Energy Efficiency and Local Law 97 in New York City

In April of 2019, the New York City Council passed the Climate Mobilization Act (CMA). This act is arguably the most aggressive piece of local legislation across the country to combat climate change, and at the time, was the first of its kind in any large city in the world. The act pledges and outlines the strategy for NYC to reach carbon neutrality by 2050, which marries with the 2017 announcement by the city to align with the Paris Climate Agreement. The CMA incorporates several Local Laws aimed at combating climate change through the city’s buildings: 92, 94, 95, 96, and 97:

  • Local Laws 92 & 94 require green roofs or solar PV systems on certain new construction and renovation projects.
  • Local Law 95 focuses on adjusting the metrics used for letter grades assessing building energy performance.
  • Local Law 96 establishes clean energy financing tools for building owners (PACE Financing).
  • Local Law 97 requires most NYC buildings to meet new energy efficiency and greenhouse gas emissions limits by 2024 and beyond.

The most important of these local laws is Local Law 97 (LL97). This piece of legislation requires most buildings over 25,000 square feet to meet specific energy efficiency and greenhouse gas emissions limits by 2024. Some exemptions to these requirements are places of worship and buildings owned by the New York City Public Housing Authority. The initial emissions limits will be in effect from 2024 to 2029. By 2030 the emissions limits become stricter and run through 2034. Nearly 60% (3.15B sq. ft.) of NYC building area is covered by LL97. Failure to meet either of the limits will result in a fine of $268 per ton of carbon dioxide equivalent (tCO2e) emitted by a covered building per year. This fine is set to be capped at $5 million per year per building.

Initial reports estimate 20% of buildings subject to these emissions limits will be out of  compliance in 2024. That number may jump to 75% when the caps tighten in 2030. The stated goal by the New York City Council is to reduce building-associated emissions in the city by 40% by 2030 (2005 baseline) and by 80% by 2050. As of 2019, buildings are responsible for two-thirds of NYC’s annual emissions. To put the 40% reduction target by 2030 in context, that figure is equivalent to San Francisco’s citywide emissions.

Renewable energy credits (RECs) and greenhouse gas (GHG) offsets can assist building owners to comply with LL97. However, each approach has limitations. RECs can 100% offset building emissions but must output directly into the New York City electric grid zone. The New York City electric grid zone is notoriously difficult to connect directly to clean energy because of the lack of available space for solar and wind. GHG offsets are capped at 10% of a building’s annual emissions limit. Both of these limitations mean the main focus for building owners will have to be on creating meaningful change to their building’s energy consumption.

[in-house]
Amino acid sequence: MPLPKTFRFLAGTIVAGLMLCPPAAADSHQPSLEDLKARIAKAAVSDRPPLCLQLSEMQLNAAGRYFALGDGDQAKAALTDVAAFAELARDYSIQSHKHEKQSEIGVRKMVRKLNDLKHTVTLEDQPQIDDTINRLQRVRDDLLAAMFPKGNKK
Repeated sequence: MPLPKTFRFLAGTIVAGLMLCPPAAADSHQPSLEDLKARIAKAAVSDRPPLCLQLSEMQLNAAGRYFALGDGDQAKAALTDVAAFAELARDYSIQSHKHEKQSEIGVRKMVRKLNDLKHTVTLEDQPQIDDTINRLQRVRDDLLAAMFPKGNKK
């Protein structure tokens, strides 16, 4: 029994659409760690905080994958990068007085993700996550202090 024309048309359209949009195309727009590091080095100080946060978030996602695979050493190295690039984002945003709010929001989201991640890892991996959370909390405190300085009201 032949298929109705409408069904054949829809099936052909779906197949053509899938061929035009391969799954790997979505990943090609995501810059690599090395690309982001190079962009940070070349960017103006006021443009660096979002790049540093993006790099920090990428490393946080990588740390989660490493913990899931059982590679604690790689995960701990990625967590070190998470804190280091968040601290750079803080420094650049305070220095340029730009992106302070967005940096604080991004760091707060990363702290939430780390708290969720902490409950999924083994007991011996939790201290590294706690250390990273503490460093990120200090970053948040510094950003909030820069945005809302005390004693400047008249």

NYC is reserving the right to set emissions limits for 2035 and beyond at a later date. Renewable energy sources are expected to account for an increasing percentage of NYC’s electric grid over the next few decades, indirectly helping NYC building owners comply with LL97 by reducing the amount of carbon emitted per kilowatt-hour of electricity. Unfortunately, the near term story looks quite different. The carbon intensity of NYC’s grid has recently increased significantly due to the shutdown of the Indian Point Energy Center (IPEC) in April of 2021. The IPEC – a nuclear power plant – was previously the largest provider of carbon-free energy for the city, accounting for 25% of electricity. With the IPEC offline, less “clean” sources of electricity have filled the gap. New York has 4,300 MW of offshore wind projects currently in development - the largest offshore wind pipeline in the nation. These sources are not expected to come online for at least a few more years, making it difficult for building owners to accurately forecast compliance with LL97. New York City has already published greenhouse gas coefficients for the 2024-2029 period. Coefficients for the 2030-2034 period will be published in 2023, and may be affected by the IPEC closure.

LL97 will have a profound impact on New York City’s buildings and their owners. Annual investment in energy savings and retrofits must significantly increase. In 2018, $235 million was spent on energy retrofits in the city. Urban Green Council is estimating that number may increase 13x by 2030 ($3 billion in annual spending). New York City and its buildings are ripe for energy efficiency improvements, but these upgrades can’t stop with simple fixes like replacing old equipment and installing LED light bulbs. Deep energy cuts are necessary. To reach the city’s long-term climate goals, the building envelope must be addressed in hundreds of NYC’s buildings. Windows represent the most vulnerable place on a building when it comes to retaining a tight building envelope, and that is why Andluca is hard at work to improve smart window technology and make a significant dent in building emissions across the US.


  1. Building Energy Exchange: The Climate Mobilization Act Overview
  2. Kristopher Steven Steele: New York City Local Law 97: An Analysis of Institutional Response & Decision Making Towards Groundbreaking Carbon Emissions Legislation
  3. The City of New York: Local Law 97 of 2019
  4. Urban Green Council: NYC Building Emissions Law Summary
  5. GreenTech Media:  After Pandemic, New York’s Buildings Face Daunting Decarbonization Mandate
  6. Urban Green council: What Does Closing Indian Point Mean For Nyc Carbon Emissions?
  7. NYSERDA: Offshore Wind Projects
  8. Urban Green Council: Retrofit Market Analysis - June 18, 2019

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